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  • "Proposition for a Radiophonic Art"Introduction
  • Anke Birkenmaier (bio)

Out of the Archive provides a regular forum for the publication of rare or little-known documents concerning the history of modernism and the avant-gardes. Its compass is global and its aim is to prompt critical reflection on how the past's material remains shape present understandings.


Not many people know of Paul Deharme today, a French businessman and radio pioneer who died young in an accident in 1934. Deharme had been successful at professionalizing radio advertising, and he and his wife counted among their friends some of the better known members of the French and international avant-garde, such as Robert Desnos, Alejo Carpentier, Marie and Yves Goll, and James Joyce. But, in the years before he died, Deharme also wrote a theory of radio that combined an original analysis of radio language with an avant-garde positioning of the new medium. Convinced that surrealism could be brought to the masses through a smart use of the wireless, Deharme worked out the principles of what he called a "radiophonic art," which would combine entertainment and the analysis of the collective subconscious.

Deharme insisted on radio broadcasting as a medium of oral communication with its own formal requirements different from those of theater or film. He contested the claims of his predecessors in radio theory, Pierre Cusy and Gabriel Germinet, who in their Théâtre radiophonique (1926), had argued for the similarity of radio to theater, hoping in this way to lend more prestige to the new medium. Deharme claimed to the contrary that radio broadcasting's advantage lay in its difference, specifically the fact that it relied solely on the voice, not on vision.i In this way, [End Page 403] Deharme was able to produce innovative radio plays such as Un incident au Pont du Hibou (1928) and L'île des voix (1934), as well as advertising spots.ii He was indeed one of the most original personalities in radio at the time. The most intriguing French radio play prewar radio, La cité des voix (1938) is dedicated to the memory of Paul Deharme.iii His legacy, however, would be quickly forgotten after the war. This is certainly due to the general neglect of the history of radio broadcasting before 1945, and to the inexistence or poor quality of radio recordings from the period. Already in a radio feature from 1944 dedicated to "Radiophonic art," Pierre Schaeffer, a founding figure of French postwar radio who collaborated with Jean Tardieu and Louis Merlin in the Studio d'essai, claims that "there are no names attached to radio, no radiophonic works. There are no archives."iv Historians of radio such as Cécile Méadel, René Duval, and Denis Maréchal have given detailed accounts of the organization of early French radio, its diversification into private and public stations, and the programming structure of the major stations Radio Luxembourg, Radio Paris, and le Poste Parisien. Several theoretical works on radio as well as radio plays of the time, however, remain unedited and uncommented by radio historians.v This is why the translation of Paul Deharme's first programmatic article, "Proposition d'un art radiophonique," which presents a condensation of his later works, seems appropriate today.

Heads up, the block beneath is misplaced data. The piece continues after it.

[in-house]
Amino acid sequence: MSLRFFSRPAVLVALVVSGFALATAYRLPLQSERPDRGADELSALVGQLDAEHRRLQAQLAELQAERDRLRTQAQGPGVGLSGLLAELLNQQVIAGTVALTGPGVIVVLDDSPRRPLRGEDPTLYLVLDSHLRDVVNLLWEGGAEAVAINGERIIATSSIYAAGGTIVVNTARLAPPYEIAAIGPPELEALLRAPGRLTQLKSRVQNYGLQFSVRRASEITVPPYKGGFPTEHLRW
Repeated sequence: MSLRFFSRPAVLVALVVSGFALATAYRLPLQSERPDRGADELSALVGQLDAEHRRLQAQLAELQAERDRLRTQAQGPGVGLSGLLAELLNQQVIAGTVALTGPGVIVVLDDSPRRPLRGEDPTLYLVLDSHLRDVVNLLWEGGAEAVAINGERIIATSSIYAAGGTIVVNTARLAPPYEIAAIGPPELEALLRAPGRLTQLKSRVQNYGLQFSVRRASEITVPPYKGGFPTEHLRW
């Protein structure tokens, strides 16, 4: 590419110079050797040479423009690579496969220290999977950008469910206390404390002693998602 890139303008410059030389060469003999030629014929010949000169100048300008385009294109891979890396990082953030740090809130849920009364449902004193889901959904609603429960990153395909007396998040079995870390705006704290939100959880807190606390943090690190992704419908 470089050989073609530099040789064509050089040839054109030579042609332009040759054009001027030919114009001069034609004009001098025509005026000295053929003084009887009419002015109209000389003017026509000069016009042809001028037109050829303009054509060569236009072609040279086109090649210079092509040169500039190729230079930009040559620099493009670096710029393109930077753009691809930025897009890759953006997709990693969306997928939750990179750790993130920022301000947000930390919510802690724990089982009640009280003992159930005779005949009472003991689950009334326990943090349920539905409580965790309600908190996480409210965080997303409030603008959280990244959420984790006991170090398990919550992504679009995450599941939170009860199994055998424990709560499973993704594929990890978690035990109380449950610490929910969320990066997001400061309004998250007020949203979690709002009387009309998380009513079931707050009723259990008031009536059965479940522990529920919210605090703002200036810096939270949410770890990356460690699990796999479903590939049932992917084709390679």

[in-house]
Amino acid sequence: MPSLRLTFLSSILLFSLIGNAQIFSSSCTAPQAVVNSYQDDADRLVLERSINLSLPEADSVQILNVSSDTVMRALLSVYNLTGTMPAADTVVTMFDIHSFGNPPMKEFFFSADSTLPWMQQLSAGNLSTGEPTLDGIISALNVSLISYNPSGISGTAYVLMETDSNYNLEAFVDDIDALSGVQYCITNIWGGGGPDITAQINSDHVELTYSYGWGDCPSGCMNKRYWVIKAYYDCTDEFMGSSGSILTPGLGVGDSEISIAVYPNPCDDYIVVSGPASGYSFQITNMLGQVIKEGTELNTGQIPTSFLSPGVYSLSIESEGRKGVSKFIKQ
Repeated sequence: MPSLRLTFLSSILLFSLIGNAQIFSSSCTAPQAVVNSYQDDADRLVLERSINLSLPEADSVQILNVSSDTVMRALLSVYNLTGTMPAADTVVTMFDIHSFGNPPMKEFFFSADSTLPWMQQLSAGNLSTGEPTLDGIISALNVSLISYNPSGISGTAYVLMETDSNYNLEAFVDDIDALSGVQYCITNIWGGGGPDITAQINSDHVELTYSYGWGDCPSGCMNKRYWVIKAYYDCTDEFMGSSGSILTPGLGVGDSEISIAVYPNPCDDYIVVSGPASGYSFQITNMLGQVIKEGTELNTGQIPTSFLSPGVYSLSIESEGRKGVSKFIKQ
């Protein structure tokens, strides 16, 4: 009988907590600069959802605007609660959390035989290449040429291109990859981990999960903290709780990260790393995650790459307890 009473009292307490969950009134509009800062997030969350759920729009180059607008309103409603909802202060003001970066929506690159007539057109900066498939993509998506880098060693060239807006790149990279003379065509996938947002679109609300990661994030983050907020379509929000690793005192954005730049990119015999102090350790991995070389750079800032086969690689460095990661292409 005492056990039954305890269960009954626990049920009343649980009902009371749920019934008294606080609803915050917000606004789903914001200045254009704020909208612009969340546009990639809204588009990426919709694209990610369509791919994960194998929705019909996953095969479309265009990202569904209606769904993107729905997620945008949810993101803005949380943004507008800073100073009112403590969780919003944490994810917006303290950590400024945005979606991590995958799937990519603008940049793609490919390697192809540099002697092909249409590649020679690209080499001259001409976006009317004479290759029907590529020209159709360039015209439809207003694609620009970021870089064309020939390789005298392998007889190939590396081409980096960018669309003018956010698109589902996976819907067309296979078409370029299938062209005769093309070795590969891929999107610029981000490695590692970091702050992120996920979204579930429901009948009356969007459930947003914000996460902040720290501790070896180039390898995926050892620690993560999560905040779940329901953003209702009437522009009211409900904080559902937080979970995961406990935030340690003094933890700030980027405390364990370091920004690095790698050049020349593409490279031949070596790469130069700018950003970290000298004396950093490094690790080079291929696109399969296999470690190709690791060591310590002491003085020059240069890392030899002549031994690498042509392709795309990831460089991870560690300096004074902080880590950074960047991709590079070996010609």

Deharme published several articles and a book on radio theory. "Proposition d'un art radiophonique" was published in 1928 in the Nouvelle Revue Française, the leading literary journal of the period. In it, Deharme announces a theory of radiophonic art and offers a compendium of principles that he had found most useful for making the radio message reach not only the listener's ears, but his or her conscious and subconscious mind. His book Pour un art radiophonique (Paris: Le rouge et le noir, 1930) significantly expanded on these ideas, adding references to contemporary psychological and psychoanalytic thought and to the surrealists, and offering a detailed discussion of the one radio-play that best exemplified Deharme's ideas, the 1929 adaptation of Ambrose Bierce's An Occurrence at Owl Creek Bridge. In the magazine Vendre, Deharme also published a lecture originally given at the Association des Collaborateurs de la Publicité, in which he...


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pp. 403-405
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